“Lender” This word is problematic because the consumer sees a loan originator’s ad, not a company ad and loan originators can work for a bank, a non-bank lender, or a mortgage broker. By definition a mortgage broker is not a lender. “Loan Originator” would be a more accurate word.
The Zillow video confirms that an agent’s “preferred lender” IS a loan originator with whom the real estate agent already knows and works with. The premise that this is NOT a referral-based relationship is false. One of the hallmarks of RESPA Section 8 is that companies and individuals subject to RESPA are not to give or receive items of value in exchange for a referral on a federally-related loan. Zillow does a good job of explaining in the fine print that this is simply co-marketing and NOT a referral relationship.
Within the Zillow Co-Marketing Program, lenders may not refer business to agents and agents may not refer business to lenders. This restriction does not apply to referrals by agents and lenders that are completely separate from the Zillow Co-Marketing Program.
The problem with pretending that referrals aren’t happening is that they are happening. Zillow says it’s okay if the homebuyer found the loan originator outside of the Zillow program. That would mean a loan originator would need to keep track of where and how the consumer was referred to the loan originator. Luckily 100 percent of loan originators know how the consumer was referred to them. But then how would a loan originator prove or dis-prove that a consumer who just happens to have been referred to the loan originator from that real estate agent did or did not see the ad?
The assumption that a real estate agent is NOT going to refer the homebuyer to the LO subsidizing their marketing is not grounded in reality. If the LO receives no referrals from that marketing, then the LO will pull their marketing support. Steering happens. Zillow is pretending it doesn’t. Michelle Wynne, Senior Corporate Counsel for Zillow says, “In the event that we are notified that a participant in the program is not in compliance with our terms of service, we will investigate and follow up as necessary.”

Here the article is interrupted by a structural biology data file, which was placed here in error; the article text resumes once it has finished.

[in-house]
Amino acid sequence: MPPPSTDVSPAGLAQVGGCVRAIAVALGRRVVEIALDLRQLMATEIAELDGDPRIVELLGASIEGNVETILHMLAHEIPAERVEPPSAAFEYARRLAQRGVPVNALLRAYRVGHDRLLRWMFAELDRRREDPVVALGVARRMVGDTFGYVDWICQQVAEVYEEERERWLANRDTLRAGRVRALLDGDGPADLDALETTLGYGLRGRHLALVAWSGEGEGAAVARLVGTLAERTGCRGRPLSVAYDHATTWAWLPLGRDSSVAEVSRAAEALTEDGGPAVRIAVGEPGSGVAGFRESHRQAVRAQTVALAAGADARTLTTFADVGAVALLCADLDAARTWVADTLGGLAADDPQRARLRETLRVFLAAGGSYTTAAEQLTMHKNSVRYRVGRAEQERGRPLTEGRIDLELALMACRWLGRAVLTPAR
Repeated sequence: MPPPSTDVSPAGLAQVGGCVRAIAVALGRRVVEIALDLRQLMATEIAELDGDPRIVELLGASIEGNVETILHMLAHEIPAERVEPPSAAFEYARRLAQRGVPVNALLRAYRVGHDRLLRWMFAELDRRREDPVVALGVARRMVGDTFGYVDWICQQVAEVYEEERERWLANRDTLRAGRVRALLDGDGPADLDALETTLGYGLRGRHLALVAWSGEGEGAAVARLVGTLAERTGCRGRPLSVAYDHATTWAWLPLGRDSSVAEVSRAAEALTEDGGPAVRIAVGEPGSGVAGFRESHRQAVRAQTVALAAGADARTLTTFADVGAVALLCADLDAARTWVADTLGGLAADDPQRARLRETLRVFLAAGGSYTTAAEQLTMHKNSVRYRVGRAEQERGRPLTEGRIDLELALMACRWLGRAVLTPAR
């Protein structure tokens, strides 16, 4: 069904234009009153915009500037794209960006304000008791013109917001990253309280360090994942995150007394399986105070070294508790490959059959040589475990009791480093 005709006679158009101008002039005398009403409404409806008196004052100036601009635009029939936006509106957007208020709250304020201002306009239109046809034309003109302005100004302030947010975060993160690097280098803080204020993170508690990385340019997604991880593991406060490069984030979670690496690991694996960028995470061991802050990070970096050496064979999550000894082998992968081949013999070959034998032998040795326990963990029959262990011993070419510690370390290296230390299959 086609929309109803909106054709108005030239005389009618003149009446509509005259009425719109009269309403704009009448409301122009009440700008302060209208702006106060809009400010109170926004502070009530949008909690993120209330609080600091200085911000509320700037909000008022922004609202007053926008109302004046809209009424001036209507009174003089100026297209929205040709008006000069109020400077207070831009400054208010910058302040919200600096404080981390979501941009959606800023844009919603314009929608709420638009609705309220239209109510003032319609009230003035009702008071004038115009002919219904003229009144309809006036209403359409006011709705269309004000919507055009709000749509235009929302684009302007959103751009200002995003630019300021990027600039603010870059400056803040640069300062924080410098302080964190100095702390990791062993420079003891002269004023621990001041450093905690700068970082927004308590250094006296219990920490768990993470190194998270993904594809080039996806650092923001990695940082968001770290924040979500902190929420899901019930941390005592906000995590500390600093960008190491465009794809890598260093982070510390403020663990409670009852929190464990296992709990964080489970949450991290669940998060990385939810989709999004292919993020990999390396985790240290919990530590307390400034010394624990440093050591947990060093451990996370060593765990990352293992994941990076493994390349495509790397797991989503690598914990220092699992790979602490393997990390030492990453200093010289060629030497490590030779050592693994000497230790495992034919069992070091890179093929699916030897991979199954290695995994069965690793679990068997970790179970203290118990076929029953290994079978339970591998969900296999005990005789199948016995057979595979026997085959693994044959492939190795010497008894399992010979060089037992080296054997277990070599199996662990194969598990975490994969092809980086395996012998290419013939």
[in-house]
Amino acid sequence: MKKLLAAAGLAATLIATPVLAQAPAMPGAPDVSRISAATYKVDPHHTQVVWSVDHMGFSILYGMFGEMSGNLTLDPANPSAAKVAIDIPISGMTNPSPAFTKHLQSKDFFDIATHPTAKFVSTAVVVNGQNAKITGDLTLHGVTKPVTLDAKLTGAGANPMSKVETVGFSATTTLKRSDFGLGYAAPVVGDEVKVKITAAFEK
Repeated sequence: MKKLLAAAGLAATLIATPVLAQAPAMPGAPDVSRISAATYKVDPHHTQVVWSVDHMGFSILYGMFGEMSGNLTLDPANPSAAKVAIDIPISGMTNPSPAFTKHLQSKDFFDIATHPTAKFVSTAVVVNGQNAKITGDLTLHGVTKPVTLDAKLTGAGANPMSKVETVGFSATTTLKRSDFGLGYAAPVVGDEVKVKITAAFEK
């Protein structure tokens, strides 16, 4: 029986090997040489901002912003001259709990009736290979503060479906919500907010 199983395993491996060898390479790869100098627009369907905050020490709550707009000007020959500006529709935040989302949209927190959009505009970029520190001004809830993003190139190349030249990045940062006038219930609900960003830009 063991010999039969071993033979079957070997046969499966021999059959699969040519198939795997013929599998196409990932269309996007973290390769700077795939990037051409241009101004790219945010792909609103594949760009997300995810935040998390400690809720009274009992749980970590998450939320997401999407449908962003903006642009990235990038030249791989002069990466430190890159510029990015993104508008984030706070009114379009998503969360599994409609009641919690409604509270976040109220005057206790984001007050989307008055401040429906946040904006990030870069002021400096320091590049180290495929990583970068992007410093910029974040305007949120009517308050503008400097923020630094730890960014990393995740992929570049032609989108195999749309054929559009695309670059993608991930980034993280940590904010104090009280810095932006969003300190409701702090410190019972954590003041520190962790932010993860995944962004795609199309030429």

What this policy doesn’t take into account is the professional, referral-based relationship between real estate agents and their LOs. No loan originator is going to complain that his/her real estate agent threatened to pull business if the LO did not co-advertise with the real estate agent on Zillow because then the LO would definitely face retaliation from that Realtor. So everyone checks the box on the Zillow “terms of service” page and the quid pro quo continues.
Zillow is fully aware that the Realtor/LO symbiosis it is based on referrals yet real estate agents and loan originators are suppose to apparently pretend that it isn’t. That really sucks. NOBODY wants to violate RESPA. Apparently we just need to chant “co-marketing” over and over again.
Q: I’m an agent. Are there any limits to how much marketing costs a lender can share with me?
A: Yes, there are some limits. A single lender cannot share more than 50% of your total monthly spend with Zillow. Also, if you have more than one lender, all of them together cannot share more than 90% of your total monthly spend with Zillow.
Oh wow, what a deal. Real estate agents can get up to 90 percent of the agent’s monthly “spend” (I guess that means advertising fees) paid for by their lender. What a deal for real estate agents and what a $deal$ for Zillow. But is it allowed under RESPA? Read on.
Q: I’m a lender. If I co-market with an agent, where will I appear?
A: A lender who co-markets with an agent will appear in the following places: On the agent’s featured listings, on the agent’s profile, on the agent’s Premier Agent Website, and on any e-mail campaigns the agent sends to clients from Zillow
Because nothing says, “this is not a referral and is only co-marketing” like Zillow’s millions seeing “My Preferred Lender” on featured listings, profile page, website and emails.